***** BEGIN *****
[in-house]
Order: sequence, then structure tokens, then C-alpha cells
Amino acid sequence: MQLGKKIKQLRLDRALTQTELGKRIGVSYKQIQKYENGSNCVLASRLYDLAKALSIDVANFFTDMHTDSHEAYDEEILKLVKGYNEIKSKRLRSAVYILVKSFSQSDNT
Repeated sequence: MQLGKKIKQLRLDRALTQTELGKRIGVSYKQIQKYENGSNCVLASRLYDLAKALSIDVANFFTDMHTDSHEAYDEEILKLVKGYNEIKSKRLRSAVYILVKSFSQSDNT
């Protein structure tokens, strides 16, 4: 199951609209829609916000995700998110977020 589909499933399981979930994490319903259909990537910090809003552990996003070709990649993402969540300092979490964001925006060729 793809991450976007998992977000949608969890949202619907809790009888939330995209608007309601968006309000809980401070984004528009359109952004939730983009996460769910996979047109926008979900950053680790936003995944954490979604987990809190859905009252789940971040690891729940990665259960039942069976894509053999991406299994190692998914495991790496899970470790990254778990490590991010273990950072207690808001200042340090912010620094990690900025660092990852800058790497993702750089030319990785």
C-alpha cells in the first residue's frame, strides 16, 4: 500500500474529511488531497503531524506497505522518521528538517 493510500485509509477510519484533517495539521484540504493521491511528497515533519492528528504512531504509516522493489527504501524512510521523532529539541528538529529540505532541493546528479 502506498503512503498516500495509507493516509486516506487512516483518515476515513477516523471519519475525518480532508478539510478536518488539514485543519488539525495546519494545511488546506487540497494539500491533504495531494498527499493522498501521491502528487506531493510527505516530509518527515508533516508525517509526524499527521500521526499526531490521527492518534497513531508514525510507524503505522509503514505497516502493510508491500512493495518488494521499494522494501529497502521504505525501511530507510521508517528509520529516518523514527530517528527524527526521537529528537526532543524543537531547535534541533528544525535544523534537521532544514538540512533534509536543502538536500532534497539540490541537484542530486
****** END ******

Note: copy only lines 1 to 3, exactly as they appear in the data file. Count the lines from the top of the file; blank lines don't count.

[in-house]
Order: sequence, then structure tokens, then C-alpha cells
Amino acid sequence: MQLGKKIKQLRLDRALTQTELGKRIGVSYKQIQKYENGSNCVLASRLYDLAKALSIDVANFFTDMHTDSHEAYDEEILKLVKGYNEIKSKRLRSAVYILVKSFSQSDNT